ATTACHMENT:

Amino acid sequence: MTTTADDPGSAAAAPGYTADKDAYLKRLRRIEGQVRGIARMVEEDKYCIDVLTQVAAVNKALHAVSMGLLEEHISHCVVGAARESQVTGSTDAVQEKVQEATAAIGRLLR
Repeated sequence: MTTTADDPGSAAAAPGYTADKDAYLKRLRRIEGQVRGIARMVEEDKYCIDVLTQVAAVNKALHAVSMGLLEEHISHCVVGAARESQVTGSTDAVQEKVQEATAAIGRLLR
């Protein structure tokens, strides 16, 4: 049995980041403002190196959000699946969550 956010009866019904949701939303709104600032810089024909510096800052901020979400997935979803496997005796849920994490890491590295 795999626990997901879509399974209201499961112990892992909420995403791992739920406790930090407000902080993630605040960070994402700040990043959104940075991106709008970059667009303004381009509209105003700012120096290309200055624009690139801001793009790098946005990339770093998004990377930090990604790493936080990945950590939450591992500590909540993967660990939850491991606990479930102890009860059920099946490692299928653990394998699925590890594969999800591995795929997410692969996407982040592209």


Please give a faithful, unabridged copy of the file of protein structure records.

Amino acid sequence: MTTTADDPGSAAAAPGYTADKDAYLKRLRRIEGQVRGIARMVEEDKYCIDVLTQVAAVNKALHAVSMGLLEEHISHCVVGAARESQVTGSTDAVQEKVQEATAAIGRLLR
Repeated sequence: MTTTADDPGSAAAAPGYTADKDAYLKRLRRIEGQVRGIARMVEEDKYCIDVLTQVAAVNKALHAVSMGLLEEHISHCVVGAARESQVTGSTDAVQEKVQEATAAIGRLLR
């Protein structure tokens, strides 16, 4: 049995980041403002190196959000699946969550 956010009866019904949701939303709104600032810089024909510096800052901020979400997935979803496997005796849920994490890491590295 795999626990997901879509399974209201499961112990892992909420995403791992739920406790930090407000902080993630605040960070994402700040990043959104940075991106709008970059667009303004381009509209105003700012120096290309200055624009690139801001793009790098946005990339770093998004990377930090990604790493936080990945950590939450591992500590909540993967660990939850491991606990479930102890009860059920099946490692299928653990394998699925590890594969999800591995795929997410692969996407982040592209």